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Front Microbiol. 2016 Nov 11;7:1793. eCollection 2016.

Two Major Clades of Bradyrhizobia Dominate Symbiotic Interactions with Pigeonpea in Fields of Côte d'Ivoire.

Author information

1
Microbiology Unit, Department of Botany and Plant Biology, University of Geneva Geneva, Switzerland.
2
Microbiology Unit, Department of Botany and Plant Biology, University of GenevaGeneva, Switzerland; Mabritec AGRiehen, Switzerland.
3
Laboratoire de Biotechnologies Végétale et Microbienne, Unité Mixte de Recherche et d'Innovation en Sciences Agronomiques et Génie Rural, Institut National Polytechnique Félix Houphouët-Boigny (INPHB) Yamoussoukro, Côte d'Ivoire.

Abstract

In smallholder farms of Côte d'Ivoire, particularly in the northeast of the country, Cajanus cajan (pigeonpea) has become an important crop because of its multiple beneficial facets. Pigeonpea seeds provide food to make ends meet, are sold on local markets, and aerial parts serve as forage for animals. Since it fixes atmospheric nitrogen in symbiosis with soil bacteria collectively known as rhizobia, C. cajan also improves soil fertility and reduces fallow time. Yet, seed yields remain low mostly because farmers cannot afford chemical fertilizers. To identify local rhizobial strains susceptible to be used as bio-inoculants to foster pigeonpea growth, root nodules were collected in six fields of three geographically distant regions of Côte d'Ivoire. Nodule bacteria were isolated and characterized using various molecular techniques including matrix-assisted laser desorption/ionization time of flight (MALDI-TOF) mass spectrometry (MS) and DNA sequencing. These molecular analyses showed that 63 out of 85 nodule isolates belonged to two major clades of bradyrhizobia, one of which is known as the Bradyrhizobium elkanii super clade. Phylogenies of housekeeping (16S-ITS-23S, rpoB) and symbiotic (nifH) genes were not always congruent suggesting that lateral transfer of nitrogen fixation genes also contributed to define the genome of these bradyrhizobial isolates. Interestingly, no field-, plant-, or cultivar-specific effect was found to shape the profiles of symbiotic strains. In addition, nodule isolates CI-1B, CI-36E, and CI-41A that belong to distinct species, showed similar symbiotic efficiencies suggesting that any of these strains might serve as a proficient inoculant for C. cajan.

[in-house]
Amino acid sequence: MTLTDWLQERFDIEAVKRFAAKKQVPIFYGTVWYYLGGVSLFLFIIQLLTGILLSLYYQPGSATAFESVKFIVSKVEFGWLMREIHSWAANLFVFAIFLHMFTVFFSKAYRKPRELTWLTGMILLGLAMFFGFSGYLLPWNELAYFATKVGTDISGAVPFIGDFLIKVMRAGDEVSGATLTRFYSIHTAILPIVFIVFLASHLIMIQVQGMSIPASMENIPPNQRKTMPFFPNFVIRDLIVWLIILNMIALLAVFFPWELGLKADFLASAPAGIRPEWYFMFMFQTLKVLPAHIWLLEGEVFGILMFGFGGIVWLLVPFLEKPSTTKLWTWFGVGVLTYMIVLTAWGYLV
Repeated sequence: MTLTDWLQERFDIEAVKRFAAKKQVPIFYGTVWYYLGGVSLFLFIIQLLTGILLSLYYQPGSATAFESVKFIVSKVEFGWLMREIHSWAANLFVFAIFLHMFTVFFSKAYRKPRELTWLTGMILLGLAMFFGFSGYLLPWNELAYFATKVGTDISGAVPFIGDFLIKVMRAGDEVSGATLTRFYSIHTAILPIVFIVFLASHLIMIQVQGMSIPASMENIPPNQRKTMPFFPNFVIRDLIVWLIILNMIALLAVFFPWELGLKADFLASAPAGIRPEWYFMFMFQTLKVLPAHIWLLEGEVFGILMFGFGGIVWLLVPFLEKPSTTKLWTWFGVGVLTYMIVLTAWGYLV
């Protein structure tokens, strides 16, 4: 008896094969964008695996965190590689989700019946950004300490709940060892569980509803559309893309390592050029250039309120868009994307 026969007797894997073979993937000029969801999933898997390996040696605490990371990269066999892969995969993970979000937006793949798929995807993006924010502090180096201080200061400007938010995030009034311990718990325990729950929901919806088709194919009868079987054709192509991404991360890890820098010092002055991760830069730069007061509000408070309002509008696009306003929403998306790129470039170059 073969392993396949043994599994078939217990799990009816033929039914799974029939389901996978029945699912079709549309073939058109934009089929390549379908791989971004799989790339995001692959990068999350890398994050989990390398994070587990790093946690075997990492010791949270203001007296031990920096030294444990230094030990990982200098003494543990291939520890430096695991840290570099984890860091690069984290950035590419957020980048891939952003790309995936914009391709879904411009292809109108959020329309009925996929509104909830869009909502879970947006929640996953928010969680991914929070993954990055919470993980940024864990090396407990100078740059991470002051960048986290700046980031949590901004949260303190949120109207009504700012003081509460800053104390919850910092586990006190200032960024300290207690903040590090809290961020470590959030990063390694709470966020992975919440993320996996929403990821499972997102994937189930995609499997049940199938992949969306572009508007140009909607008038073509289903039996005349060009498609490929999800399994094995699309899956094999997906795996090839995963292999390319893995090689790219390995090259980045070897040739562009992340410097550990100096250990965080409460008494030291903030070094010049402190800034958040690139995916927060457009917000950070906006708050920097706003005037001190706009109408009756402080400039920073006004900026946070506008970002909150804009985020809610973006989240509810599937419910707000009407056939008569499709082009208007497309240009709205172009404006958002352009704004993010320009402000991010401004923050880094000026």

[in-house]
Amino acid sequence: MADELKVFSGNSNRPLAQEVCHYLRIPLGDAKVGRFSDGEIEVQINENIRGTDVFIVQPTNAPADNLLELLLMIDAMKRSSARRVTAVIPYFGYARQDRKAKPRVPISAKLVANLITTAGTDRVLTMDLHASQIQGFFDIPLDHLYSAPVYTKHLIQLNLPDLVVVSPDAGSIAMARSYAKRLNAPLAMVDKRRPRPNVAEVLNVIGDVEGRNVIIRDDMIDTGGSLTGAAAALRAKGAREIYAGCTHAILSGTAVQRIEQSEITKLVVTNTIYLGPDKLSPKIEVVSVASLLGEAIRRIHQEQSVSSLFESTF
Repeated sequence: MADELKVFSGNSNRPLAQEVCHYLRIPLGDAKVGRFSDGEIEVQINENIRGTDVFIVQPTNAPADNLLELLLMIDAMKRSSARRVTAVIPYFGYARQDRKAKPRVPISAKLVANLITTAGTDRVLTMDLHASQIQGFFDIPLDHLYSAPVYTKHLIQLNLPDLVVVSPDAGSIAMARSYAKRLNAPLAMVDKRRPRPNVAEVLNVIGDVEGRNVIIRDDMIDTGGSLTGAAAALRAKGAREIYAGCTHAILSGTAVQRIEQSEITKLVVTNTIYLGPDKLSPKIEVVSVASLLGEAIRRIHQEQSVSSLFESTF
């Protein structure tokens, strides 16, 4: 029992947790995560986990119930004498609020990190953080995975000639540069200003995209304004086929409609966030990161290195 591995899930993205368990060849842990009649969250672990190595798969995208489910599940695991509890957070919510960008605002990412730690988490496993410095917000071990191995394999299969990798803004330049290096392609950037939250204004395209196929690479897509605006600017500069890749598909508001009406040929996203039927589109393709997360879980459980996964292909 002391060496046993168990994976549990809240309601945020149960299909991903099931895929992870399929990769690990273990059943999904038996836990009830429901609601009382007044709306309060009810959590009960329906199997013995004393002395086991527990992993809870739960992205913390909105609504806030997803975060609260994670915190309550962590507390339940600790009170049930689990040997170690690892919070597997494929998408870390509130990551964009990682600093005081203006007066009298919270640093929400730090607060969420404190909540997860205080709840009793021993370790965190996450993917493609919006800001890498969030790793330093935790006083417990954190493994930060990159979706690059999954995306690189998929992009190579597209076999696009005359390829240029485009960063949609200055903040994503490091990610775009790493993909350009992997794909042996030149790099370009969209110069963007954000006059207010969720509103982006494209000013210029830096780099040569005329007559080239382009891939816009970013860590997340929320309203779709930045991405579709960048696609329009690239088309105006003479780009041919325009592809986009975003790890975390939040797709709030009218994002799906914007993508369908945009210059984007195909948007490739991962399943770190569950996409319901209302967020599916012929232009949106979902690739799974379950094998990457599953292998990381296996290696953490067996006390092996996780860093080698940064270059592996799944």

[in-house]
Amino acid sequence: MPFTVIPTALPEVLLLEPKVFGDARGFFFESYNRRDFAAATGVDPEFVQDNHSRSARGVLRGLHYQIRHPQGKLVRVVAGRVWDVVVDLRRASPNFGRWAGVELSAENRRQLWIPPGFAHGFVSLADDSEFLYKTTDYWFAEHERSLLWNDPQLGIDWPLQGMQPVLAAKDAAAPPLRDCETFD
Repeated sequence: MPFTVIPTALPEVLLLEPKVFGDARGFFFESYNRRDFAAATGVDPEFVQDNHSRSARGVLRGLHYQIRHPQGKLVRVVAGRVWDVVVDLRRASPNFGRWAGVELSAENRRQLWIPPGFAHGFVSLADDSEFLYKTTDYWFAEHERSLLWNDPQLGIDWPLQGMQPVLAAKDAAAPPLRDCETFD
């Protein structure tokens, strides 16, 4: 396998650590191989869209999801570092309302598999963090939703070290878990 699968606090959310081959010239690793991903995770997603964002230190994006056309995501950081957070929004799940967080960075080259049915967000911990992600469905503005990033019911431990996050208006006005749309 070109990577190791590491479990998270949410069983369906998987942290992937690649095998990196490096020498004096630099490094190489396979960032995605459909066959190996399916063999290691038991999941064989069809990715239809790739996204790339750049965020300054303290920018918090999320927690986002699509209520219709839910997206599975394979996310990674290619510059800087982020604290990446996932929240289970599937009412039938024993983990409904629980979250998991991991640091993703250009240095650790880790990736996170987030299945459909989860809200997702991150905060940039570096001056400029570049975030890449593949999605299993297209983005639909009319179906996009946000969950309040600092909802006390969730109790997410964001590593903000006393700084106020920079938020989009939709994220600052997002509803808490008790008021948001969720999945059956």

KEYWORDS:

Cajanus cajan; MALDI-TOF MS; bio-inoculant; nitrogen fixation; nodulation; smallholders

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